No, Blair – Wokeness Didn’t Cost Labour the Elections, You Did

The recriminations from last week’s elections continue. Unindicted war criminal Tony Blair crawled out from whichever stone he’s been hiding under since leaving office to give his tuppence worth on the reasons Labour did so badly. The headline from one of the papers says that he blames ‘wokeness’ and warns that Labour could ‘cease to exist’. Well, many people are saying the latter. And one of the reasons for its poor performance and disengagement with the working class isn’t ‘wokeness’, the new term that’s overtaken ‘political correctness’ to describe anti-racism, feminism, and an attitude against forms of prejudice, but Blair himself.

Let’s start with an obvious issue that united people across the political spectrum. Blair launched an illegal war against Iraq as part of George W. Bush’s ‘War on Terror’. Saddam Hussein was supposed to have aided Osama bin Laden. He hadn’t, but Blair put pressure on the intelligence services and falsified evidence – he ‘sexed up’ the ‘dodgy dossier’ – to show that Hussein had. Hussein was a monster who butchered his own people, but he hadn’t moved out of Iraq since his failed invasion of Kuwait. Experts on the Middle East said that there he was regarded as a joke. The real reason for Bush and Blair’s invasion was partly to defend Israel, because Hussein occasionally funnelled aid to the Palestinians whenever he felt like it, but mostly to grab the Iraqi oil reserves. They’re the biggest in the Middle East outside Saudi Arabia. They also wanted to steal Iraqi state enterprises, while the Neocons were keen on turning the country into the low-tax, free trade state they wanted to create in America. The result has been chaos, sectarian bloodshed, war crimes, and the destruction of the Iraqi economy and secular society.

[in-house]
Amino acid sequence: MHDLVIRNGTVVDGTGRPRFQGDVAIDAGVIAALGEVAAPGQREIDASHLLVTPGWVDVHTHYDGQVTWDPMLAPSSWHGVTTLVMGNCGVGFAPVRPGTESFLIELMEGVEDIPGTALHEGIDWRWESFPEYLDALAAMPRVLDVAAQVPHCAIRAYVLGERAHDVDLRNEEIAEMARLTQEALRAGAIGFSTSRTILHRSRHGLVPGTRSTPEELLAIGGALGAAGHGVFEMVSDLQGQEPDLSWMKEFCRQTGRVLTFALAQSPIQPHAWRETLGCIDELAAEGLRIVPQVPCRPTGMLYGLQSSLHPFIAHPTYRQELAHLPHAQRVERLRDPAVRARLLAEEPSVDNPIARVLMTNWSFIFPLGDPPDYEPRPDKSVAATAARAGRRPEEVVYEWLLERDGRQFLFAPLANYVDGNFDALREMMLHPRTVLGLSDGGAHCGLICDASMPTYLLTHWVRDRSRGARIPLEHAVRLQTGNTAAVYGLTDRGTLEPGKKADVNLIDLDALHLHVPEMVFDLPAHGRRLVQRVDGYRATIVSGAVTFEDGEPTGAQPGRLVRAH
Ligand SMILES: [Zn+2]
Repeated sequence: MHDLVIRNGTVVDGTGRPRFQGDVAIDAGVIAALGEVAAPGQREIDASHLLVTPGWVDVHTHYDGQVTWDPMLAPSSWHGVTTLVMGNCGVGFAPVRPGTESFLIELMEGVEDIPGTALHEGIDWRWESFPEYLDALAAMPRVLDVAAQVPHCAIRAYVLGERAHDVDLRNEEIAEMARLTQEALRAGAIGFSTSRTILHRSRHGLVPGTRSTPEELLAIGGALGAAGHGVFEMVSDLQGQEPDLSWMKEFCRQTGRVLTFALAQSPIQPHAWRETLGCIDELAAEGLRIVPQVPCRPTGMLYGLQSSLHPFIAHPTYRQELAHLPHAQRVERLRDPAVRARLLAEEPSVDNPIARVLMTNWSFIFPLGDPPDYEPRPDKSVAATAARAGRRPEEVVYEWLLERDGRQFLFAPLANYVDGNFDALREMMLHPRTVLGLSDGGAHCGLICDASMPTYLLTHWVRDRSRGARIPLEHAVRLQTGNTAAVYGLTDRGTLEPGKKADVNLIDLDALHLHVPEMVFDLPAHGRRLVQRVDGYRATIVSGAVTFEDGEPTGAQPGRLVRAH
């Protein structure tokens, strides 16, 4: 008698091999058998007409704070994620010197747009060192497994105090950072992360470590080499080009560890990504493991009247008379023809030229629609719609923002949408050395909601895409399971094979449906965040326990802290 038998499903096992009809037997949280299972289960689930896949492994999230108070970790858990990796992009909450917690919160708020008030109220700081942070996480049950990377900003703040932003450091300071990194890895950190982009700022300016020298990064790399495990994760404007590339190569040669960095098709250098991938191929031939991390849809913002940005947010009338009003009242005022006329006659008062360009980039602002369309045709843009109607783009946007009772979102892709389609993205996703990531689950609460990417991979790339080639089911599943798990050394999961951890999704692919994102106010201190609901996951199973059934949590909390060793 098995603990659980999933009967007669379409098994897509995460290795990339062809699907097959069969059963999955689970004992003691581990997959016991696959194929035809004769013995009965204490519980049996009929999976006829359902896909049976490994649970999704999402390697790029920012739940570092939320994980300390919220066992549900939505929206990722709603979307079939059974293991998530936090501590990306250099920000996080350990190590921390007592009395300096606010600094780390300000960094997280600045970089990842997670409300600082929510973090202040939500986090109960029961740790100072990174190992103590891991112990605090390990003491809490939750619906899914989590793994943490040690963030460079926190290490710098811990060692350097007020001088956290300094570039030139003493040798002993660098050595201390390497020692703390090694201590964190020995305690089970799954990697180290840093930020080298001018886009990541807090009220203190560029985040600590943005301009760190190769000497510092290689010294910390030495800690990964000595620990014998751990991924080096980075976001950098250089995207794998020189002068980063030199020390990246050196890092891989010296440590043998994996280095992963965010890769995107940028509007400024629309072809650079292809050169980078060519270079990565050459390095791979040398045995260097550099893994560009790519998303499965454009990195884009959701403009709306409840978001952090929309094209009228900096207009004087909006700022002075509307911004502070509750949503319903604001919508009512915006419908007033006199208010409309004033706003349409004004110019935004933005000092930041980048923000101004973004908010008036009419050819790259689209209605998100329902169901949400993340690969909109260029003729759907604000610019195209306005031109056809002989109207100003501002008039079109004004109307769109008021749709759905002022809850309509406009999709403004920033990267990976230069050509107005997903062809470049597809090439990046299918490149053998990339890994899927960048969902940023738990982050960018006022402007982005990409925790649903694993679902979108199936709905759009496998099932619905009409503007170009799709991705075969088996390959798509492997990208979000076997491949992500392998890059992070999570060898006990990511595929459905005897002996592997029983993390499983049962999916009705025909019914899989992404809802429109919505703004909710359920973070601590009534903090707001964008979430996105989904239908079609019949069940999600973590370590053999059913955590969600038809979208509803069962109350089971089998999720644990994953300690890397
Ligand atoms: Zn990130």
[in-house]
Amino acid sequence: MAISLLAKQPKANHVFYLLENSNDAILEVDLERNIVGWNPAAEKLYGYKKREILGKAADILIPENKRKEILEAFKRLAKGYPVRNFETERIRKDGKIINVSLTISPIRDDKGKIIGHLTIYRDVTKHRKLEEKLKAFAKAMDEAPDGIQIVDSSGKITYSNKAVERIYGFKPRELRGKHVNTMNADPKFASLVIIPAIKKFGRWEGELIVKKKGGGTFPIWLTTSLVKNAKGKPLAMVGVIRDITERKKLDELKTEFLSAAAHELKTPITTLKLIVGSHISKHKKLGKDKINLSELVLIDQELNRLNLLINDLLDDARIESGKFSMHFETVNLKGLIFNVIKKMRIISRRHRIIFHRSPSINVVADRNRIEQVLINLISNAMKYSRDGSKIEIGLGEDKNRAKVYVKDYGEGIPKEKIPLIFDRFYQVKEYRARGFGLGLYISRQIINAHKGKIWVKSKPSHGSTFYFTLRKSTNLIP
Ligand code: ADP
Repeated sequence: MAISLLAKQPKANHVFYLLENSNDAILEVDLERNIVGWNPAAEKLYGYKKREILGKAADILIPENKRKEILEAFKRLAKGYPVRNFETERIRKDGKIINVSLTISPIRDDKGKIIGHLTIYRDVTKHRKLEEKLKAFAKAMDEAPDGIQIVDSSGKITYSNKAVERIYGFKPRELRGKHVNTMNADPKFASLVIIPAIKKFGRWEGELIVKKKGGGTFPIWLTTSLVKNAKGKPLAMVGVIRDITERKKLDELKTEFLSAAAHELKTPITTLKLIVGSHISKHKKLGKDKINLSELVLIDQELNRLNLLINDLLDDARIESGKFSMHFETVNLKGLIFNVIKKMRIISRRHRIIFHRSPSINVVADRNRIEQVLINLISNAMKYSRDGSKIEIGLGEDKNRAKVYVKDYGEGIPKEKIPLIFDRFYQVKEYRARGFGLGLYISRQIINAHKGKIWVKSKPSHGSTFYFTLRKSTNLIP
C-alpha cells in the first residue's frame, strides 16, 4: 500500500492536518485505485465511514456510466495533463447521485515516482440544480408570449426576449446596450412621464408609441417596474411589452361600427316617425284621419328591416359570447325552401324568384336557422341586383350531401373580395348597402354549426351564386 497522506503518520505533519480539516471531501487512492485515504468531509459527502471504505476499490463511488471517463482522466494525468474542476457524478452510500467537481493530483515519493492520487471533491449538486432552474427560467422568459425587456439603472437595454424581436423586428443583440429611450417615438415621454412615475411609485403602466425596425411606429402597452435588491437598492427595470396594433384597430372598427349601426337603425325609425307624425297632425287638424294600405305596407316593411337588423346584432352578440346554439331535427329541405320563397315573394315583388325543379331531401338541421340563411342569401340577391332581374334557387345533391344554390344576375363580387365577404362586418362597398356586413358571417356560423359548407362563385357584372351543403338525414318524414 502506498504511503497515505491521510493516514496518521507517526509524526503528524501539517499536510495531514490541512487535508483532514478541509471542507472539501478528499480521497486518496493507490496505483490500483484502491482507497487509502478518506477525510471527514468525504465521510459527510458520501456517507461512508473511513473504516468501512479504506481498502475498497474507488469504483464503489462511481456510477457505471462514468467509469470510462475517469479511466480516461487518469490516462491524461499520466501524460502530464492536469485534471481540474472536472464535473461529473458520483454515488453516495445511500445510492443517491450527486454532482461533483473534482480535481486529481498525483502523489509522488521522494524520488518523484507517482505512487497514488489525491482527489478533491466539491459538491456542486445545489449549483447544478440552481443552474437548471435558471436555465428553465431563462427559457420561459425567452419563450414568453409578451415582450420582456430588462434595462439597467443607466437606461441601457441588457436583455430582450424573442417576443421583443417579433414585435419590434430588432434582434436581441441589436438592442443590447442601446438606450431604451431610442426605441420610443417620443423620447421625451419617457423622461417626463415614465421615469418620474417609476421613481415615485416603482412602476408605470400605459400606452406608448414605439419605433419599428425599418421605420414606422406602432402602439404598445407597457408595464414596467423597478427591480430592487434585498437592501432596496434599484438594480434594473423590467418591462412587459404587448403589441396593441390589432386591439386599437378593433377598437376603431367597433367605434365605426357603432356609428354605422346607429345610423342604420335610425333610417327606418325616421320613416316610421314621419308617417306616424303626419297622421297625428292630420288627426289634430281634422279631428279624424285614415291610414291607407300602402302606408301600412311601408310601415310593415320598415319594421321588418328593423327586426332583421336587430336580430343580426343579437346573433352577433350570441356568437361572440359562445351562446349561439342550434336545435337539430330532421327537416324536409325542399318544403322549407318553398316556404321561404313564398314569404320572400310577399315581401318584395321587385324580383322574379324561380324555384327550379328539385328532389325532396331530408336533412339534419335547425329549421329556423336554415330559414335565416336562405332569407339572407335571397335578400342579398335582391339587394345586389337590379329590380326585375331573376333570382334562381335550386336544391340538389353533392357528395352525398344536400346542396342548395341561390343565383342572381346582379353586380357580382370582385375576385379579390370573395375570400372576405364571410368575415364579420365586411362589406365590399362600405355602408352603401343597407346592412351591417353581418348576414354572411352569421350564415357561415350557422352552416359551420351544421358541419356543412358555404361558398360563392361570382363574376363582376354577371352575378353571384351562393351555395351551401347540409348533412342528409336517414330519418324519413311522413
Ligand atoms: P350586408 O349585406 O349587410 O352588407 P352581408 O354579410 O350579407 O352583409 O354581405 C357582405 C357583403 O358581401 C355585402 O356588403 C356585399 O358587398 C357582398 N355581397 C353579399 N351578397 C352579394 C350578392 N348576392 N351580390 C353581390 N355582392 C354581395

Despite the loud backing of hacks from the Groaniad, millions of ordinary Brits knew better. Two million people, including one of the priests at my local church, marched in protest. Blair shrugged it off and the invasion went ahead. It was contrary to international law, and there have been abortive efforts to have Blair and Bush arrested for their crimes and tried in the Hague. The Tory party opposed the war, as did the Spectator. I think in many cases this was just simple opportunism and opposition for the sake of being seen to oppose, as when they’re actually in power, there doesn’t seem to be a war the Tories don’t like. But some Tories, to be fair, were serious. The right-wing journalist Peter Hitchens honestly despises the ‘Blair creature’ for the way he sent our courageous young men and women to their deaths for no reason. People chanted ‘Blair lied, people died’. Absolutely. But somehow he’s being treated as some kind of respectable statesman.

And it was Blair who started the British working class’ disillusionment with Labour. He was far more interested in capturing Tory votes and those of swing voters. Under him, the party became pro-private enterprise, including the privatisation of the NHS, and continued Thatcher’s dismantlement of the welfare state. It was Blair who introduced the ‘work capability tests’ for the disabled and continued Thatcher’s programme of making the process of claiming unemployment benefit as humiliating and degrading as possible in order to deter people from signing on. But he retained the party’s commitment to anti-racism and feminism as some kind of vestige of the party’s liberalism. The result has been that large sections of the White working class felt that they were being deliberately ignored and abandoned in favour of Blacks and ethnic minorities. This is the constituency that then voted for UKIP, and which I dare say has now gone over to supporting Boris Johnson’s Tories.